In another linguistic-related essay concerned with the North Caucasus, Michael Kemper discusses the importance of Classical Arabic in Dagestan, a multi-ethnic and multilingual republic in the Russian Federation. Before the Russian conquest of the North Caucasus, Arabic served as the main medium for interethnic communications and, of course, for religious instruction afterwards. While the Soviet administration and the reform-minded Jadidists cooperated initially, by the late 1920s most Islamic institutions were either closed down or destroyed. The Latin script was adopted for indigenous languages and Russian language instruction was made mandatory the following decade with the Cyrillic script replacing Latin for native languages. However, beginning in the 1960s newly established Soviet museums and institutes engaged in preserving Arabic and Arabic script historical documents; upon the collapse of the Soviet Union in the 1990s there was renewed attention given to Islamic religious literature that was condoned as long as this was done by state-supported “traditional” groups as opposed to “Wahhabis,” referring to popular fundamentalists.
Other essays include a short ethnopolitical history of the people of the Caucasus, relations between Chechnya and Russia (with emphasis on the last two decades), and seven dealing specifically with the South Caucasus. Of the latter group, one deals with artistic freedom in Armenia and Azerbaijan by focusing on the works of a collection of artists over the last couple of decades who view their work as an “alternative for a civil and political dialogue to call for understanding, collaboration and peace among South Caucasus cultures…” (p. 249).The other essays are concerned with political and legal issues such as authoritarianism and party politics, the interaction of nationalism and statehood, the legal status of Abkhazia and South Ossetia, and the violations of freedom of speech in Armenia and Azerbaijan. Françoise Campanjen’s chapter on the 2008 Russian-Georgian war, which presents the event from four different perspectives, including those of the South Ossetians and Abkhazians, is an especially useful starting point for those in search of a concise account. For further elaboration one should also consult the works of Cornell and Starr and Asmus. While the West continues to support Georgia’s territorial integrity, only Russia, Nicaragua, Venezuela, and Nauru recognize the “independence” of Abkhazia and South Ossetia; in contrast, while Russia viewed Kosovo as a precedent for such recognition, as of the end of April 2011 some 75 countries out of the then 192 UN member states recognize the former Serbian province. Charlotte Hille points out in another chapter, “In principle international law takes a neutral position towards secession, but practice shows that de facto states are mostly not recognized by other states if the metropolitan state does not approve of the secession. This is different if there are longstanding human rights violations or genocide against a people…” (p. 197). She also notes that “all parties manipulate international to their own advantage” as there are still binding UN Security Council resolutions for both Serbia’s and Georgia’s territorial integrity.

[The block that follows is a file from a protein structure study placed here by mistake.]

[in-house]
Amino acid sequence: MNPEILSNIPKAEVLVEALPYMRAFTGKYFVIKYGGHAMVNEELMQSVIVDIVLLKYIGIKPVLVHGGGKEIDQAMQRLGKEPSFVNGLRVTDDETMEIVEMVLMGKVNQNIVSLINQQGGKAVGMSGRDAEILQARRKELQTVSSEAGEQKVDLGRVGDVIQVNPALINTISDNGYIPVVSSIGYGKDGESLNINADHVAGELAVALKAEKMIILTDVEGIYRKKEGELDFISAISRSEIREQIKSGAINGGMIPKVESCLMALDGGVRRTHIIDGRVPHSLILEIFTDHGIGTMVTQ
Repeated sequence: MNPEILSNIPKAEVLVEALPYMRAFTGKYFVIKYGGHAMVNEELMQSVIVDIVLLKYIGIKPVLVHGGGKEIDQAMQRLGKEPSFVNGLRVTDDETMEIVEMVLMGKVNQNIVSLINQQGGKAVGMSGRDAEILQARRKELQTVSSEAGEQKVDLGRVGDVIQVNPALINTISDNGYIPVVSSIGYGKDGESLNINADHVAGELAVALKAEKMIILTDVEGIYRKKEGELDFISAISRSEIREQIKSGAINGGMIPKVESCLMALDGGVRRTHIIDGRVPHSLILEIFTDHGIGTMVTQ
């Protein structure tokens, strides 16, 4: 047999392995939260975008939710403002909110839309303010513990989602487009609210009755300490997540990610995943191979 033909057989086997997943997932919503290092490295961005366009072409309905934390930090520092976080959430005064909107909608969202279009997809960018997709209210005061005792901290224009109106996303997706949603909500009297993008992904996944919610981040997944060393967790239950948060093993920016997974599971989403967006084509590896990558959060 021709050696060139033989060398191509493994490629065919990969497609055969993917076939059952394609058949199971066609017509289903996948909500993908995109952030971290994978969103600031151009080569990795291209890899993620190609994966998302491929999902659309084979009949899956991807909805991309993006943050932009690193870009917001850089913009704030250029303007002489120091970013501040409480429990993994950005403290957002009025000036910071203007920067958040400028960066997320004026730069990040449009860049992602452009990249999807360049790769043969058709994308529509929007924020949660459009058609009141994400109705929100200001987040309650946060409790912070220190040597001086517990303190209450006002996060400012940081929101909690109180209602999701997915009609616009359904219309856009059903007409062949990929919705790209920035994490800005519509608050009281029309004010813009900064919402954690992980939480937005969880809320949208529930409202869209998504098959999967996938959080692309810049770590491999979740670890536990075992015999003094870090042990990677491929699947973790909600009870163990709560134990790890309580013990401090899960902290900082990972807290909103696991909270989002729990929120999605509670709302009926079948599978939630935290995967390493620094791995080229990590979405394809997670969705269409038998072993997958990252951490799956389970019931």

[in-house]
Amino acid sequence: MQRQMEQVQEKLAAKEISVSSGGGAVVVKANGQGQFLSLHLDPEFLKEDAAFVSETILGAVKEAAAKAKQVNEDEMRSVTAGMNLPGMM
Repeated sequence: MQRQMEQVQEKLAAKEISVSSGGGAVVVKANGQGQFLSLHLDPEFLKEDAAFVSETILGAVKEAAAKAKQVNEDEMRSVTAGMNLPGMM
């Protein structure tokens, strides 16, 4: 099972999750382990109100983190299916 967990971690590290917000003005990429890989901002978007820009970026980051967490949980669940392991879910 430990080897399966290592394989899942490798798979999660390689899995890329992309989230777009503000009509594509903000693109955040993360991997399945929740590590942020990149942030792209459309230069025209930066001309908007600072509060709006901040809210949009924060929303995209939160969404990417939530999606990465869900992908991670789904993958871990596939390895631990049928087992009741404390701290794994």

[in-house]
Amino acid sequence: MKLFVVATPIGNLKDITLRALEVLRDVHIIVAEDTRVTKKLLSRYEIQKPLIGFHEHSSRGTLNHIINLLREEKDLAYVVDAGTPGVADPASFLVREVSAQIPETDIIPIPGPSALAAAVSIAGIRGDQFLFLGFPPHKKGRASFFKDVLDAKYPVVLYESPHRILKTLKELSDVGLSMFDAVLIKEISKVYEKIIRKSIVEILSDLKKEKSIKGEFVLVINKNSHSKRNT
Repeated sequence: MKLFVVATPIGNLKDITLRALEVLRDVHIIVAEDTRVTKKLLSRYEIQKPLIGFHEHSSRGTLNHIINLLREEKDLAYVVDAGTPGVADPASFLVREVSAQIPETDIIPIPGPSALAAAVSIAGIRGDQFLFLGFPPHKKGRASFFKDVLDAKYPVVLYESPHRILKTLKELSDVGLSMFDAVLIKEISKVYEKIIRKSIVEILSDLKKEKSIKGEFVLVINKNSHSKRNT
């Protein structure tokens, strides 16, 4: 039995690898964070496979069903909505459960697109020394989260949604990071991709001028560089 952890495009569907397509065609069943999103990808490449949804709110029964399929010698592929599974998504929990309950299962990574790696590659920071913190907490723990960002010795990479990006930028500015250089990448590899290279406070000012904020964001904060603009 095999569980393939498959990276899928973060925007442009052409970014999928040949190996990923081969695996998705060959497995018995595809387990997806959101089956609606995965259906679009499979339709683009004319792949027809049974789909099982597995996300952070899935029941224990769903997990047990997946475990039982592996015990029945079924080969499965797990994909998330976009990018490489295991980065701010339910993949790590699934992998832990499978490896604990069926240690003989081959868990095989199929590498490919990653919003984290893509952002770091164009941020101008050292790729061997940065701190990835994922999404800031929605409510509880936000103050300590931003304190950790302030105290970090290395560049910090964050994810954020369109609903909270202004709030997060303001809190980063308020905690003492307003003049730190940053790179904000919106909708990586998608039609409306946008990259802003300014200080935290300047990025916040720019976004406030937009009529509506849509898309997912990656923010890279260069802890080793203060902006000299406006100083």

It seems that there are no easy solutions to solving the ethnic conflicts of the Caucasus or in transforming the political culture of the region, but this collection of essays is good for thought and highly recommended by this reviewer for both scholars and the general public.
Françoise Companjen, László Marácz and Lia Versteegh
Publisher: Pallas Publications